Finding Candidates For Memory-Optimized Tables

Ned Otter points out a very interesting report in SSMS 2016 and 2017, which helps you determine if you should migrate a table to be memory-optimized:

The chart attempts to display both the best candidates and the degree of difficulty for migration. But there are a few problems with the “difficulty” rating of this internal query, and as a result, if we really want to know how easy/difficult the process might be, we’ll have to roll our own query.

Read on for more details, as well as a script Ned has put together to do the same in T-SQL.

Related Posts

Parent-Child Relationships And Native Compilation

Ned Otter looks at different ways to insert data with parent-child relationships using natively compiled, memory-optimized procedures: This blog post demonstrates various approaches when using native compilation to insert rows into parent/child tables. First, let’s create tables named Parent and Child, and relate them with a FOREIGN KEY constraint. Note that the Parent table uses […]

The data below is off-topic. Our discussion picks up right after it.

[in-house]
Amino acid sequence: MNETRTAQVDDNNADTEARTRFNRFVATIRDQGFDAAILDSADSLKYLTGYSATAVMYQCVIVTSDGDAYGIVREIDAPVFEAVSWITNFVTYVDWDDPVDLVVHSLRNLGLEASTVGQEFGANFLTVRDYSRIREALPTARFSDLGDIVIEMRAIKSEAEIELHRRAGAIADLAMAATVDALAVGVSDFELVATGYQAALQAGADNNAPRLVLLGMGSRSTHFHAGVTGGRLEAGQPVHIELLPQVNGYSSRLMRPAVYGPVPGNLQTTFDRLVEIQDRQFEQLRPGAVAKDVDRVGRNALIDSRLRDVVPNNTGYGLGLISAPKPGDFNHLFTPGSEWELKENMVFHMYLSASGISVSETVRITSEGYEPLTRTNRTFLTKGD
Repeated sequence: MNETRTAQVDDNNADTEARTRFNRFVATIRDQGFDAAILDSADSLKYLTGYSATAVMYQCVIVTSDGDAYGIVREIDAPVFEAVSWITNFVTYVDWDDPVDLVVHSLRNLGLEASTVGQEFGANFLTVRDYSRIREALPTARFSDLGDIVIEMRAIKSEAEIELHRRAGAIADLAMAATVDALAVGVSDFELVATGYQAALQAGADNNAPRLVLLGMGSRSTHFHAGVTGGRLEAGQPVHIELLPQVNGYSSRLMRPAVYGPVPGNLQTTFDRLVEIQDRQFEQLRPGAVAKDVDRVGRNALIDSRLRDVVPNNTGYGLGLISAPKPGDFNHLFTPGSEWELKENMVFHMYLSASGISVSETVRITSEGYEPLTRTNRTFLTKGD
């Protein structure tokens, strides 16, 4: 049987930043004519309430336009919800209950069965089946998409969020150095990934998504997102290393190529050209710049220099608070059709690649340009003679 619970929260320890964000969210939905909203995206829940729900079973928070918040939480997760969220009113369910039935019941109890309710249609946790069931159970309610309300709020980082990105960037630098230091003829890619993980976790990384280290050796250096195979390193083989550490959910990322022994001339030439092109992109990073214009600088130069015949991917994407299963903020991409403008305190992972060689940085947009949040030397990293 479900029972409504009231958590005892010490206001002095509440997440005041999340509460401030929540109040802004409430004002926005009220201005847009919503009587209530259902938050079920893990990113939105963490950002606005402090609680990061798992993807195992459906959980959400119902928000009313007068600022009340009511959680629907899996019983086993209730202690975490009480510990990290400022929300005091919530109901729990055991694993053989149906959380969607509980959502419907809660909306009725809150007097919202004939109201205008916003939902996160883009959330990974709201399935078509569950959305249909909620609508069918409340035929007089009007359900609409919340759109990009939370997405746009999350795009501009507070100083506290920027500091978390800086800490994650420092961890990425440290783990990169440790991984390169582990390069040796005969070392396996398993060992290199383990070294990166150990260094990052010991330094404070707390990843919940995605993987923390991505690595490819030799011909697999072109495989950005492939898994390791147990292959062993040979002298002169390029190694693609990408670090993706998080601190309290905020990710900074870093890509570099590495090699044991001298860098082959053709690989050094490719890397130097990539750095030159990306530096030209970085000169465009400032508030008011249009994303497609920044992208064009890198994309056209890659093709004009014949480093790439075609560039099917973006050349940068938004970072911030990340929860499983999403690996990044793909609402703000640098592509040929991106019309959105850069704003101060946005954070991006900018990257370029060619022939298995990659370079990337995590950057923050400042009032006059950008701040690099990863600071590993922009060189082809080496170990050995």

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Sizing Memory-Optimized Workloads

Prashanth Purnananda gives us a few notes regarding memory-optimized table sizes: Recovering database with memory-optimized tables involves hydrating the contents of checkpoint files (data/delta files) into memory and then replaying the tail of the log (see this link for more details). One of the important difference between disk based tables and memory-optimized store is frequency of checkpoints. […]

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